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Mitochondrial ars genes

What Are Mitochondrial ARS Genes?

Mitochondrial (Mt) Aminoacyl tRNA Synthetase (ARS) genes are essential for the cells in the body to make energy within the mitochondria. Inherited mutations in these genes cause ultra-rare types of Mitochondrial Disease (Mito). Mitochondria are essentially the "powerhouse" in our bodies or the "batteries" to sustain life. If the body does not receive the proper energy it needs for cellular function, cells begin to die, eventually leading to organ failure. High energy organs need more energy to function, and these organs may sustain more injury. Mitochondrial ARS genes all affect the brain, but can involve multiple organ systems in the body.  

Just as there are different types of cancers, there are many different types of Mitochondrial Disease. There are over 300 genes that cause different types of Mito, and there are 20 Mito ARS genes.

Mitochondrial Disease effects 1 in 4,000.

Mito is considered a rare disease meaning there is a small percentage of the population affected. In the United States, rare disease is defined as any condition affecting less than 200,000 individuals in the country. Every country has their own definition for what conditions are considered rare. There are over 7,000 rare diseases and 95% do not have a treatment option. Rare disease as a whole effects approximately 300 million individuals in the world. About half are children with no treatment options or cure. A large portion of rare disease research is funded by families of affected individuals through Patient Advocacy Groups (PAGs).


1 in 10 Americans are living with a rare disease.

All mitochondrial ARS genes are inherited in an autosomal recessive pattern, meaning the mutations are inherited from two parents who are carriers. 

Mitochondrial ARS genes are named with an -ARS2 naming system, with the exception of GARS, KARS & QARS. Other names for the Mitochondrial ARS Genes are: MtARS, Mt-aaRS, ARS2 and Mito ARS. 


See below the mitochondrial ARS genes included in this group. 


The first case of Mito was discovered in 1962 and there still is no approved treatment option or cure.

Common symptoms

Mito can affect multiple parts of the body and each affected individual may have a different number of symptoms and a different level of severity. All Mitochondrial ARS Disorders affect the brain and may also effect other high energy systems. All ARS2 genes are progressive and neurodegenerative. Mito can develop at any age; it most often develops in children.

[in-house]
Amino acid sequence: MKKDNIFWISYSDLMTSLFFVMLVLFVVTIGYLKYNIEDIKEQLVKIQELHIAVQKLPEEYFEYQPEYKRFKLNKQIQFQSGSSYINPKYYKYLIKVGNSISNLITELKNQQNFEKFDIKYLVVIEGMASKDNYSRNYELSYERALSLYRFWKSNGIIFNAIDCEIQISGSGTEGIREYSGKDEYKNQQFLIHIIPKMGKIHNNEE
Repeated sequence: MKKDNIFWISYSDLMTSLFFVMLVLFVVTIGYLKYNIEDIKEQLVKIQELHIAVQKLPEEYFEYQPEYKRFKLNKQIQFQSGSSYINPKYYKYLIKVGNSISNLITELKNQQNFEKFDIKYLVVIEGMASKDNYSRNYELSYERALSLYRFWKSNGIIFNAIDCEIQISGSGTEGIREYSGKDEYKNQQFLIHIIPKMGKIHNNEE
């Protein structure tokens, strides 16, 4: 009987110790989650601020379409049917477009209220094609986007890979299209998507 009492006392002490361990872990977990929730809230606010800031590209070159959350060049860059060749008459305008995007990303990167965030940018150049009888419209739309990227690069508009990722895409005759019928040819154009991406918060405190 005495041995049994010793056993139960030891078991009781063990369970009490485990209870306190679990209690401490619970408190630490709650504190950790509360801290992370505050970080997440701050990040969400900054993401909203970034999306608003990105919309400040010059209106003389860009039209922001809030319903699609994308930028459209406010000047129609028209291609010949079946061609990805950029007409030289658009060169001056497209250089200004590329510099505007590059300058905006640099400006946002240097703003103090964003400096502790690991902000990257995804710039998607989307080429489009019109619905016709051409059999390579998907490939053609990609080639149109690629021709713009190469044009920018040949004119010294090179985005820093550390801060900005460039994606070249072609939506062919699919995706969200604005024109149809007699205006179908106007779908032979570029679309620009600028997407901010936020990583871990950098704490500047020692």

• Developmental Delays

  • Ataxia (imbalance)

  • Hypotonia (low muscle tone)

  • Poor growth/failure to thrive

  • Tremors

  • Seizures

  • Hearing or Vision Loss

  • Issues with eye movement

  • Gastrointestinal dysmotility/Constipation

  • Swallowing issues/Feeding Tube

  • Dementia

  • Heart issues

  • High Lactic Acid

  • Neuropathy (tingling, weakness, or pain – commonly in the hands and feet – caused by damage to nerves leading to the brain)

  • Dysautonomia (malfunction of autonomic nervous system, which regulates heart rate, blood pressure, temperature control and more).

  • Parkinsonism (movement symptoms): slowed movements, balance issues, stiffness and tremors.

  • MtARS disorders can cause issues in any high energy organs, such as the heart, kidney, liver, or digestive tract.

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Several of the ARS genes cause a white matter brain disease, also known as a leukodystrophy. Due to lack of energy in the brain cells, the cells in the white matter can begin to die. Other genes may effect the brain as a whole, known as an encephalopathy. 

What causes Mitochondrial ARS Disorders?

Mitochondrial ARS Disorders are all genetic conditions. The body functions by following a specific manual of instructions that is encoded in DNA at the cellular level. The mitochondria are the powerhouse of the cell, giving fuel for all cellular functions. DNA tells the body to make mitochondria and instructions on how to keep our mitochondria functioning properly.  

Nuclear DNA (nDNA) vs. Mitochondrial DNA (mtDNA)

There are TWO locations that DNA is stored within the cell. Mutations can occur in the nucleus, and this is referred to as nuclear DNA or nDNA. The second location DNA is located is within the mitochondria. Each cell has a organelle called the mitochondria and there are about 100,000 to 600,000 mitochondria in each cell.